Wednesday, June 17, 2009
The Chinese appear to have borrowed a page from the U.S. play book. According to news reports, the 4 trillion yuan Chinese financial stimulus package requires that all goods and services for projects funded by the stimulus package be Chinese-made unless domestic goods and services cannot be obtained under reasonable commercial conditions. Special government permission must be obtained to purchase imports. As reported on this blog last January, the U.S. stimulus package contains a provision requiring the purchase of domestic iron and steel for projects paid for by U.S. stimulus funds. At the time, China criticized this provision of the U.S. bill and stated that China would treat domestic and foreign products alike.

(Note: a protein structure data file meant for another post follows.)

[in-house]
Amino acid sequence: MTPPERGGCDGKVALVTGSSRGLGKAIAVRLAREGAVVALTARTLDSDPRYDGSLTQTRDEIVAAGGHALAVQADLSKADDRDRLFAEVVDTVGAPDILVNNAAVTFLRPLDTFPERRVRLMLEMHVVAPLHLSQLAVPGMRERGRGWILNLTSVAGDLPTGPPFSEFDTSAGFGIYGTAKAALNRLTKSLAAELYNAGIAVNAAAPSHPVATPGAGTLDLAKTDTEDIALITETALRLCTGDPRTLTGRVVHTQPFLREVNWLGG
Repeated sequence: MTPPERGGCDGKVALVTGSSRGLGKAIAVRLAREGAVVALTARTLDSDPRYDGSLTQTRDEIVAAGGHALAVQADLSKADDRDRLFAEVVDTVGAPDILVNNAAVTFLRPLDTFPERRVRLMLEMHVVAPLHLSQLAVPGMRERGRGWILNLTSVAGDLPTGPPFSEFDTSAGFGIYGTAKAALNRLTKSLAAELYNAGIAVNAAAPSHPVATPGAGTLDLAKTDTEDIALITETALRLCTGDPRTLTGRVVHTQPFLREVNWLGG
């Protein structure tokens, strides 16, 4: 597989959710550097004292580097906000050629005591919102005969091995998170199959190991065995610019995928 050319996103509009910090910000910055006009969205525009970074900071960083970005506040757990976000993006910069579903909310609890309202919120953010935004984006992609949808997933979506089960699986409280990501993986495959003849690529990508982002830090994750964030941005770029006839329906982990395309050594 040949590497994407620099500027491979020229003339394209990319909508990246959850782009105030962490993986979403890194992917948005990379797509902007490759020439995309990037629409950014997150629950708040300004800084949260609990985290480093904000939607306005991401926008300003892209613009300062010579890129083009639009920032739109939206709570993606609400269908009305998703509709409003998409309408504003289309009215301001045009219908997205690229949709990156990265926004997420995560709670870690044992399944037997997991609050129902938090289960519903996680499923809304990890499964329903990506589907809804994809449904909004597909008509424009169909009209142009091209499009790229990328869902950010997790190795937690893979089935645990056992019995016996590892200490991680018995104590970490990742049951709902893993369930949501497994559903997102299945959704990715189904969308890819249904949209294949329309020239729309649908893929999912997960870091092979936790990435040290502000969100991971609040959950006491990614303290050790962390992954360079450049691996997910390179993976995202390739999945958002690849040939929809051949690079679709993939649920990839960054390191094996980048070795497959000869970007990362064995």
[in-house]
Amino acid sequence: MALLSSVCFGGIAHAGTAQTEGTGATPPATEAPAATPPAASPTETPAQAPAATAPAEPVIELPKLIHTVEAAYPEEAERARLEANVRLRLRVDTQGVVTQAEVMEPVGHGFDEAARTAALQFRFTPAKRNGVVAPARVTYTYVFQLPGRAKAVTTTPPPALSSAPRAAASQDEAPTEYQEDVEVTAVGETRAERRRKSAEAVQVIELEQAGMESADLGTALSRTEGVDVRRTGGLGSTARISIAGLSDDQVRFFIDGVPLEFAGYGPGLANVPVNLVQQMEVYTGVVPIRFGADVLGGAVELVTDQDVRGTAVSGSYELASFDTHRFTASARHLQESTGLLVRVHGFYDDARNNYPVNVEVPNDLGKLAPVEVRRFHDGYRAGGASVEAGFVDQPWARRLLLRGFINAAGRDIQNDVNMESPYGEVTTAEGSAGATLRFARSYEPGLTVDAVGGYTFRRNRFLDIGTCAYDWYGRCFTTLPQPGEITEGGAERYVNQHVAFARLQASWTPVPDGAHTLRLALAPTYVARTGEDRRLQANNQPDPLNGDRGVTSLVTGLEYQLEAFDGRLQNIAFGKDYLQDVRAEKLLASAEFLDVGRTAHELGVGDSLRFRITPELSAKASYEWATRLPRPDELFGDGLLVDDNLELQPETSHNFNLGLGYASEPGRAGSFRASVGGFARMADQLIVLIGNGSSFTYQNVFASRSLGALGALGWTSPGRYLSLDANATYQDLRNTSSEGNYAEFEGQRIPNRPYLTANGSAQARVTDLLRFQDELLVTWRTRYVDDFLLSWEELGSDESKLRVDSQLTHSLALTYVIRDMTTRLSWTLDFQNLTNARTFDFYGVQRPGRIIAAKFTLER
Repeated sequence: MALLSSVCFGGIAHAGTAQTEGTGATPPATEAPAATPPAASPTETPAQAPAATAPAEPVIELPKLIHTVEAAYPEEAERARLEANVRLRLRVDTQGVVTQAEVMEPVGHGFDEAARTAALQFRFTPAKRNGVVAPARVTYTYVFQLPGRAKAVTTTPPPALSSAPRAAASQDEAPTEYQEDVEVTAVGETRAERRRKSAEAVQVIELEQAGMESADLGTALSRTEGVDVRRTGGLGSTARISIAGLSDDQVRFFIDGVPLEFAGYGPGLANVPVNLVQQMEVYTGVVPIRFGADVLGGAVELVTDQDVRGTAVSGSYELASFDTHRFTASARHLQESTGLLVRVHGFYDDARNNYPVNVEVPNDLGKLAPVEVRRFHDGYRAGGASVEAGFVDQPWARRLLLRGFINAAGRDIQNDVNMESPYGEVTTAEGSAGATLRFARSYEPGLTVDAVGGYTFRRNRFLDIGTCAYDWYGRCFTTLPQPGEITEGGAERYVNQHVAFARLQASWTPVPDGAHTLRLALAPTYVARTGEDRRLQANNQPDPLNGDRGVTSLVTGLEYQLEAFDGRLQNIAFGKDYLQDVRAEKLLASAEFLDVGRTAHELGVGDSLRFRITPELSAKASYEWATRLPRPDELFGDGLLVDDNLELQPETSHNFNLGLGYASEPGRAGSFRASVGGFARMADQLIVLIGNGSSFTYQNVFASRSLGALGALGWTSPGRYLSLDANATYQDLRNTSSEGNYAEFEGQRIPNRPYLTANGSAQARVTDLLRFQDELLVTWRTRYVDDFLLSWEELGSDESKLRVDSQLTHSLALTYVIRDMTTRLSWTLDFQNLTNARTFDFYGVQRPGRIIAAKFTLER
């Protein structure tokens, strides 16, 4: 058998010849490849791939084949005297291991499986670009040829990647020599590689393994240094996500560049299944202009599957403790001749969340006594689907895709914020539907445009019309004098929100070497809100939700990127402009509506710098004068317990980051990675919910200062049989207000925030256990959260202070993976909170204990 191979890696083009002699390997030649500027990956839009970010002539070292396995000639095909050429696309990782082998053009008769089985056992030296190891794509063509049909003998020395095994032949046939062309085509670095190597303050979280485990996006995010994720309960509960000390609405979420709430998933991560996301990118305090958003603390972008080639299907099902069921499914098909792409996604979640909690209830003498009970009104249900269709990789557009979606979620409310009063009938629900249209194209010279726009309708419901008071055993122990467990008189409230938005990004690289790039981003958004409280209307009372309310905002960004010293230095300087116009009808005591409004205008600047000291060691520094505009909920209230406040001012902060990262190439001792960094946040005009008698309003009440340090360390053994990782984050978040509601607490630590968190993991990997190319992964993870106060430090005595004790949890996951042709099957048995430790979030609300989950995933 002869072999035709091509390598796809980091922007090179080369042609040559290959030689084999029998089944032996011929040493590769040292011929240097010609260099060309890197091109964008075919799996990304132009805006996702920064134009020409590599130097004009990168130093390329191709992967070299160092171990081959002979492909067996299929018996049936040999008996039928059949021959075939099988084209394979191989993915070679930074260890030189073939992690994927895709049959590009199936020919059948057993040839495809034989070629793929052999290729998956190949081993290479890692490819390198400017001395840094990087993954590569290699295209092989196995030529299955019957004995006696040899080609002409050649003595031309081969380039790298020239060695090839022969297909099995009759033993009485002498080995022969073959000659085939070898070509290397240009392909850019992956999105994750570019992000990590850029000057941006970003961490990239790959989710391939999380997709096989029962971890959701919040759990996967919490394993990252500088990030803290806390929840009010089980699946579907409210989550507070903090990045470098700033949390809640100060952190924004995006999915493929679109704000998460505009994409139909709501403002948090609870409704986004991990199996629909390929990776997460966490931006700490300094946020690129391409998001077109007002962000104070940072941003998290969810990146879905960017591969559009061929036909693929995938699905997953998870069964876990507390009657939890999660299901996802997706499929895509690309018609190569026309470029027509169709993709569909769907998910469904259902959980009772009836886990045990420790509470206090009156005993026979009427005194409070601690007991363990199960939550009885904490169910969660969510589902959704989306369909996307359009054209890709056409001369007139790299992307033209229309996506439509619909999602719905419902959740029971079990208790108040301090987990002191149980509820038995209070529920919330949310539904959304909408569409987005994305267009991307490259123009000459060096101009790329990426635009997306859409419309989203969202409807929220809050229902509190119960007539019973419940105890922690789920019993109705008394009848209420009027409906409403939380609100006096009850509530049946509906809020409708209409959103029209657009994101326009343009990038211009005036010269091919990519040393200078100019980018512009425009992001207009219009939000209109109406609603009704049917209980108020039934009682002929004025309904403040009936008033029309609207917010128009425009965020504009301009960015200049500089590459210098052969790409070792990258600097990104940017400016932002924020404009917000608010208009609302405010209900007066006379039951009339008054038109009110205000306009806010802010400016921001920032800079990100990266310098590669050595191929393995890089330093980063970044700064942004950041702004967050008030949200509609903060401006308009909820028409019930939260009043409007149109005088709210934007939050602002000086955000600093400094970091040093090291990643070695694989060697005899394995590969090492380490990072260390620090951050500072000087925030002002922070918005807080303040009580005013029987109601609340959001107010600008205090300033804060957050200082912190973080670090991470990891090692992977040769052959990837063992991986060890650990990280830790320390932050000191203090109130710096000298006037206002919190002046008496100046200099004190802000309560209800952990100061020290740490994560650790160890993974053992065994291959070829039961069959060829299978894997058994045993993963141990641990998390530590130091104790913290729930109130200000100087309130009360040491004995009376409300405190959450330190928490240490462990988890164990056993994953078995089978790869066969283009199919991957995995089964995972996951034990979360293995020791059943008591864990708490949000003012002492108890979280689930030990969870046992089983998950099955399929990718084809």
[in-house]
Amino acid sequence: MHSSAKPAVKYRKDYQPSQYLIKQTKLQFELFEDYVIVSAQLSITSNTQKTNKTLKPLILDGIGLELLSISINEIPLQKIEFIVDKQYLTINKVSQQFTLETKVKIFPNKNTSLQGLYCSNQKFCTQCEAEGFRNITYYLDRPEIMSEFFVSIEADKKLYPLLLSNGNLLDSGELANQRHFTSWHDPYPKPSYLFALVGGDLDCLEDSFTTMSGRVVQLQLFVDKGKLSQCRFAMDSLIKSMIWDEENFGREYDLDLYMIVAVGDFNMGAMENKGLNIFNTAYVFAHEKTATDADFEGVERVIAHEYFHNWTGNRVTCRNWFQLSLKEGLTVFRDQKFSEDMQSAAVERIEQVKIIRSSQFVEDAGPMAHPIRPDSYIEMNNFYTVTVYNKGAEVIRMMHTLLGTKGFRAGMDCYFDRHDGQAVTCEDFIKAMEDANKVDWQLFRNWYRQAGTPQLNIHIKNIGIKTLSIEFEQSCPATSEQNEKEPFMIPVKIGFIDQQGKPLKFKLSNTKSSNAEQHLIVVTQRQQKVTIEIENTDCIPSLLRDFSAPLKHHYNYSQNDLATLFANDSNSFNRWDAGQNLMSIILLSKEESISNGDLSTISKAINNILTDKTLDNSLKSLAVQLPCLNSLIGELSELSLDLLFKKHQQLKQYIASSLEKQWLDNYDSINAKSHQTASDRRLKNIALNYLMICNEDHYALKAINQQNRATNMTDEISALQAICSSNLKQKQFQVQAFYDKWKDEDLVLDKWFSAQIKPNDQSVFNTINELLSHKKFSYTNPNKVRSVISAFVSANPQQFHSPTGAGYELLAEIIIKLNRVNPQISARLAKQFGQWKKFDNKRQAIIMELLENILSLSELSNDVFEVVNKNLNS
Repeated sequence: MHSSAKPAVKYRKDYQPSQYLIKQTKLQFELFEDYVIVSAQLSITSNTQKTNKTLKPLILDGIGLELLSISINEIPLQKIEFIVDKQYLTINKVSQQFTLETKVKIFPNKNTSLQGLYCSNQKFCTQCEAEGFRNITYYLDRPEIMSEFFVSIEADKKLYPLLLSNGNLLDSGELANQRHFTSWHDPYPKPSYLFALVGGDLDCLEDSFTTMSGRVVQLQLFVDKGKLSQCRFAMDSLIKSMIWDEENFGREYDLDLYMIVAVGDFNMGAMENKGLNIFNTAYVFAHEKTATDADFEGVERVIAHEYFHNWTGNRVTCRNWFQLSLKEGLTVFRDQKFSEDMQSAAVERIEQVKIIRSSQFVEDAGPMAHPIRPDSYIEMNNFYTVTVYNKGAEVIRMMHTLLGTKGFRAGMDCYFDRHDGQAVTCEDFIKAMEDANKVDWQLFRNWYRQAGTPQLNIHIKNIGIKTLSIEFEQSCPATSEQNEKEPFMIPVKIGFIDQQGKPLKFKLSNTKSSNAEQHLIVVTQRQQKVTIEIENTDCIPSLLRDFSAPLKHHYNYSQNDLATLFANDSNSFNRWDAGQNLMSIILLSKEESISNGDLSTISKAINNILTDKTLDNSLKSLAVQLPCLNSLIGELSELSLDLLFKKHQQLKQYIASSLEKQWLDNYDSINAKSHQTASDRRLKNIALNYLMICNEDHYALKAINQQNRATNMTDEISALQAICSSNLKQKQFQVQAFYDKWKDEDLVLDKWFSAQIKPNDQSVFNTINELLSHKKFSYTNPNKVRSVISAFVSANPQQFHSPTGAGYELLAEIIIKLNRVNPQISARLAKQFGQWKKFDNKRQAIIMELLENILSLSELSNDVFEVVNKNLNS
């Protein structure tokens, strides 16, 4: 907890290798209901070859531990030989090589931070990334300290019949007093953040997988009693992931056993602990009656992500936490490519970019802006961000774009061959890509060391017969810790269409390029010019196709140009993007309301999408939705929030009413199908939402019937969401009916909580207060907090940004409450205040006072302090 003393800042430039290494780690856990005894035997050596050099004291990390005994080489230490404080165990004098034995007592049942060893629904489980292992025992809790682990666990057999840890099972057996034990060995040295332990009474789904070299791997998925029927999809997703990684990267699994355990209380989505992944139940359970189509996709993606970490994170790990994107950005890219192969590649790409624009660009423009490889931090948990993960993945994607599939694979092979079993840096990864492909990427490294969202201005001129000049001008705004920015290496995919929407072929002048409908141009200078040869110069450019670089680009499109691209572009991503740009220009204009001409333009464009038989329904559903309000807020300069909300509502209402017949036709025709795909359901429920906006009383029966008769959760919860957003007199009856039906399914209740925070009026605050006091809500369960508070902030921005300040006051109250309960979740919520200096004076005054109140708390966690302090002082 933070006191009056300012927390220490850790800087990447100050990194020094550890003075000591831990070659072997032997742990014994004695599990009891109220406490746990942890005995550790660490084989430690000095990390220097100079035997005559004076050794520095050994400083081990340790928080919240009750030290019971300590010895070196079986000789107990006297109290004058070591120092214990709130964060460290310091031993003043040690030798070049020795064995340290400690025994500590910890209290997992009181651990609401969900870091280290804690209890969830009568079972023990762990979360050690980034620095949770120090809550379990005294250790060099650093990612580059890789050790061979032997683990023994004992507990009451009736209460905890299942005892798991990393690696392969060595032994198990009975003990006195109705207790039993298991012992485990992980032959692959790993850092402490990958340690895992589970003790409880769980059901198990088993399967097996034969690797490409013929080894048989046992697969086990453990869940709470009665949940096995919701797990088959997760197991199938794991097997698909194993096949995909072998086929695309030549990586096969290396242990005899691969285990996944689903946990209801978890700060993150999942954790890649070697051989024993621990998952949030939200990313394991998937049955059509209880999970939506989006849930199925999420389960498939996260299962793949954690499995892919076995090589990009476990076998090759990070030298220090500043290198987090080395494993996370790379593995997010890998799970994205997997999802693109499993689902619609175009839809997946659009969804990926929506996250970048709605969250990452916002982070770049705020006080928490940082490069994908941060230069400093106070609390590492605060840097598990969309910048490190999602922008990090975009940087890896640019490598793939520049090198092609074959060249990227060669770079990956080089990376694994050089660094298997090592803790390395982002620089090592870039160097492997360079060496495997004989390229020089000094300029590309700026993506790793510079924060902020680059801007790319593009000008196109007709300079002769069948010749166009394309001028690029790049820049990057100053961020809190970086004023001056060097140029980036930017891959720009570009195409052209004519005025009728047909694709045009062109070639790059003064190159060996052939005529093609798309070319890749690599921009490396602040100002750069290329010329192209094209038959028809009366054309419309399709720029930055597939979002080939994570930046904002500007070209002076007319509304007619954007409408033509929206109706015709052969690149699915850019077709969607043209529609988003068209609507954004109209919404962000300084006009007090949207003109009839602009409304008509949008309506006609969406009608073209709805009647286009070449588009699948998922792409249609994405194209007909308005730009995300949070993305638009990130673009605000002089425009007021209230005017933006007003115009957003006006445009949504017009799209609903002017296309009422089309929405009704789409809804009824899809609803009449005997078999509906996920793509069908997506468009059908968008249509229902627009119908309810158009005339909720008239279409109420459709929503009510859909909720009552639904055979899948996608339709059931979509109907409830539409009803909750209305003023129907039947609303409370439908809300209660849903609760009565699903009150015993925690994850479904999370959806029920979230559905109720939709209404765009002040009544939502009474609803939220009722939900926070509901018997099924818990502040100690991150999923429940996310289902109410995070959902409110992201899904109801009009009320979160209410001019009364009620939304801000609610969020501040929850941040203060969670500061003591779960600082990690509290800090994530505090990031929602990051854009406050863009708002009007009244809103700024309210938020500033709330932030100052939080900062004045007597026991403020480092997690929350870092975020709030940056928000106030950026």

Now it appears that China has not only matched the United States' actions - it went further by applying its "Buy Chinese" clause to all goods and services purchased with stimulus funds, not just steel and iron or other limited product categories. While China is a member of the World Trade Organization (WTO) which normally requires equal treatment of foreign and domestic products, China is not yet party to the WTO Government Procurement Agreement. As a result, it is unlikely that China's actions can be challenged before the WTO.